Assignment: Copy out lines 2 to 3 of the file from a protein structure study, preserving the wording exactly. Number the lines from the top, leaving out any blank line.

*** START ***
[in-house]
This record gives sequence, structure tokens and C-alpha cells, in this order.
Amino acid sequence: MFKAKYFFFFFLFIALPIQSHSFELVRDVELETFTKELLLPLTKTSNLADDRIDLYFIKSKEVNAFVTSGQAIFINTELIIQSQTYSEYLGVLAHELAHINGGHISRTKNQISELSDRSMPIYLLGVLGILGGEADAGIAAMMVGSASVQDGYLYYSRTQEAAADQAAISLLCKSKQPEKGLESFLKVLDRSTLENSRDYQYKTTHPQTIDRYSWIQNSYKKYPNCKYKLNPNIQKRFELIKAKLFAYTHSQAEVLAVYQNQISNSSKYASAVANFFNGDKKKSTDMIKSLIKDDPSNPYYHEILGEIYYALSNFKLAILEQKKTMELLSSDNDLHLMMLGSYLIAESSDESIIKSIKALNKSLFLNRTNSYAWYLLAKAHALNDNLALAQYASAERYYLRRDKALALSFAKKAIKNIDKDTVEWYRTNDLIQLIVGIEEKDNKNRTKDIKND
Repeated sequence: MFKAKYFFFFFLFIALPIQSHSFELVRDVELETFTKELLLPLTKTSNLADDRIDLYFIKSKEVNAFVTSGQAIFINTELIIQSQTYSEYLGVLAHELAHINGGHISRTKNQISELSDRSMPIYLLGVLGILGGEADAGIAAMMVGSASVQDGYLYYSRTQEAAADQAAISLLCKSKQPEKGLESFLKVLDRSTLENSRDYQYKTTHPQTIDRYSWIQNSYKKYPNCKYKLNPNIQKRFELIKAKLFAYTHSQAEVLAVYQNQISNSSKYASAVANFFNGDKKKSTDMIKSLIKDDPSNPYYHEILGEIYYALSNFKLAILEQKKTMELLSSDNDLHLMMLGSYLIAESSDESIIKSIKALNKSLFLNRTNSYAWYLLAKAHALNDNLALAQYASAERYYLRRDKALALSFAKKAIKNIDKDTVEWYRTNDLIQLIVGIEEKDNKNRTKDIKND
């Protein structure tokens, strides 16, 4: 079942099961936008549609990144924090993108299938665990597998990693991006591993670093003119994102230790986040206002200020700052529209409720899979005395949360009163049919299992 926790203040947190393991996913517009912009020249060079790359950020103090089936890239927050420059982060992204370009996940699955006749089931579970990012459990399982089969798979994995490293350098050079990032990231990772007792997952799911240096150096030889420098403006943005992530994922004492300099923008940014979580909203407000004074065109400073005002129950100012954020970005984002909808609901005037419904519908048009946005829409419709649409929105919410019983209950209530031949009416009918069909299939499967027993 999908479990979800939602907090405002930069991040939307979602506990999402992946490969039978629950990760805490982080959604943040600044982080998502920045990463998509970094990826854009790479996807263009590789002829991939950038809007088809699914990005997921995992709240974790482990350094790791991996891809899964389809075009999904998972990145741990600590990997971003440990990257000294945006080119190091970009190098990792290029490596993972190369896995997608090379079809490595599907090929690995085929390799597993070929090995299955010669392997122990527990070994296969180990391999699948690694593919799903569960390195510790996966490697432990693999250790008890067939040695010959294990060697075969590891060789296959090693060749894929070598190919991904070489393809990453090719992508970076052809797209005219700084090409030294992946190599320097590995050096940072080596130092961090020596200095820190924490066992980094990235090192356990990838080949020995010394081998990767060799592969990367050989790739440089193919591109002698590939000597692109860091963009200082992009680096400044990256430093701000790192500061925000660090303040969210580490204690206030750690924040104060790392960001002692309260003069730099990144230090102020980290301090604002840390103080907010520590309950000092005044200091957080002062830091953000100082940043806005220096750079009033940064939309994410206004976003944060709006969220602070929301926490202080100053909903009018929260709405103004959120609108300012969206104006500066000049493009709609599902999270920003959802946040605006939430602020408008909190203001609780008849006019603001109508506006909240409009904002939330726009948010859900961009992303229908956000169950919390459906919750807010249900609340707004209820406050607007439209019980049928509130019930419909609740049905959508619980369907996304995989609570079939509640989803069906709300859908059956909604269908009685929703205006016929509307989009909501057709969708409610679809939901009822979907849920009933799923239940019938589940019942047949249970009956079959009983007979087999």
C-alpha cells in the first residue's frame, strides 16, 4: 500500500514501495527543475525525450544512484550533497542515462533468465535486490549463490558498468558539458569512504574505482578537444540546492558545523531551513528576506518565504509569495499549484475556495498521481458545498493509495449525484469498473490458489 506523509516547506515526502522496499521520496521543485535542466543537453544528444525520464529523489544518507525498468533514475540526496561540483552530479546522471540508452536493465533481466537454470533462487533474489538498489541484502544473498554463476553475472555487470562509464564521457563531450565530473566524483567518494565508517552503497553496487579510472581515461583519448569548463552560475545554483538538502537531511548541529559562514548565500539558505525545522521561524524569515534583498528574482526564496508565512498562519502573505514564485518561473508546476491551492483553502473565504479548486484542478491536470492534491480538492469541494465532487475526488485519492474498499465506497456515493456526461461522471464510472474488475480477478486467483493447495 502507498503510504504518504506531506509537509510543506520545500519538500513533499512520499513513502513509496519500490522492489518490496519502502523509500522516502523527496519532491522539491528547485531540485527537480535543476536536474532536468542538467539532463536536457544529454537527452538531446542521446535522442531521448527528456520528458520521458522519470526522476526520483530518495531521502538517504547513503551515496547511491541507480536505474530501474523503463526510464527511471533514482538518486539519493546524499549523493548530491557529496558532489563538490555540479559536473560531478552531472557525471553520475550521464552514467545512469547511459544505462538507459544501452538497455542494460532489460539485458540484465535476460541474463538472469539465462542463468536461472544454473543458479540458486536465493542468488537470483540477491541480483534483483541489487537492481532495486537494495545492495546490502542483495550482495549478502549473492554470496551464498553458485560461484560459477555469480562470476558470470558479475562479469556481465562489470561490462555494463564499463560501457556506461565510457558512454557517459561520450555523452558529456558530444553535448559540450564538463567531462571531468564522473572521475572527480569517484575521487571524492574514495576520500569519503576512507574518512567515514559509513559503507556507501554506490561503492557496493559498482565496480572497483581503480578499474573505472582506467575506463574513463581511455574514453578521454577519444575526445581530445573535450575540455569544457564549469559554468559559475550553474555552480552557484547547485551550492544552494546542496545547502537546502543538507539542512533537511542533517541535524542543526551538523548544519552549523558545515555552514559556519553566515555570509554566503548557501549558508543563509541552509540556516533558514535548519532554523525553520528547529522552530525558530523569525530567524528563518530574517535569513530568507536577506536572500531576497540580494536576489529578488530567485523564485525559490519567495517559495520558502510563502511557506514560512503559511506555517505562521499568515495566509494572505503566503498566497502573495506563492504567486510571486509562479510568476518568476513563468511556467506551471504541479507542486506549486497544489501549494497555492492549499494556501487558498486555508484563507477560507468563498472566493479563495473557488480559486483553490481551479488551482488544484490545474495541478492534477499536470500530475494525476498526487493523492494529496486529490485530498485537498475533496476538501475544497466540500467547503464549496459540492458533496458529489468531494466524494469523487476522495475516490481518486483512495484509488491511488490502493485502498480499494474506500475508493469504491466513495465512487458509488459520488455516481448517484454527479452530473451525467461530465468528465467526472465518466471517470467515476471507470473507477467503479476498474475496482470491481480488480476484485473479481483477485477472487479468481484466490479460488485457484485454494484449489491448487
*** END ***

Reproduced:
This record gives sequence, structure tokens and C-alpha cells, in this order.
Amino acid sequence: MFKAKYFFFFFLFIALPIQSHSFELVRDVELETFTKELLLPLTKTSNLADDRIDLYFIKSKEVNAFVTSGQAIFINTELIIQSQTYSEYLGVLAHELAHINGGHISRTKNQISELSDRSMPIYLLGVLGILGGEADAGIAAMMVGSASVQDGYLYYSRTQEAAADQAAISLLCKSKQPEKGLESFLKVLDRSTLENSRDYQYKTTHPQTIDRYSWIQNSYKKYPNCKYKLNPNIQKRFELIKAKLFAYTHSQAEVLAVYQNQISNSSKYASAVANFFNGDKKKSTDMIKSLIKDDPSNPYYHEILGEIYYALSNFKLAILEQKKTMELLSSDNDLHLMMLGSYLIAESSDESIIKSIKALNKSLFLNRTNSYAWYLLAKAHALNDNLALAQYASAERYYLRRDKALALSFAKKAIKNIDKDTVEWYRTNDLIQLIVGIEEKDNKNRTKDIKND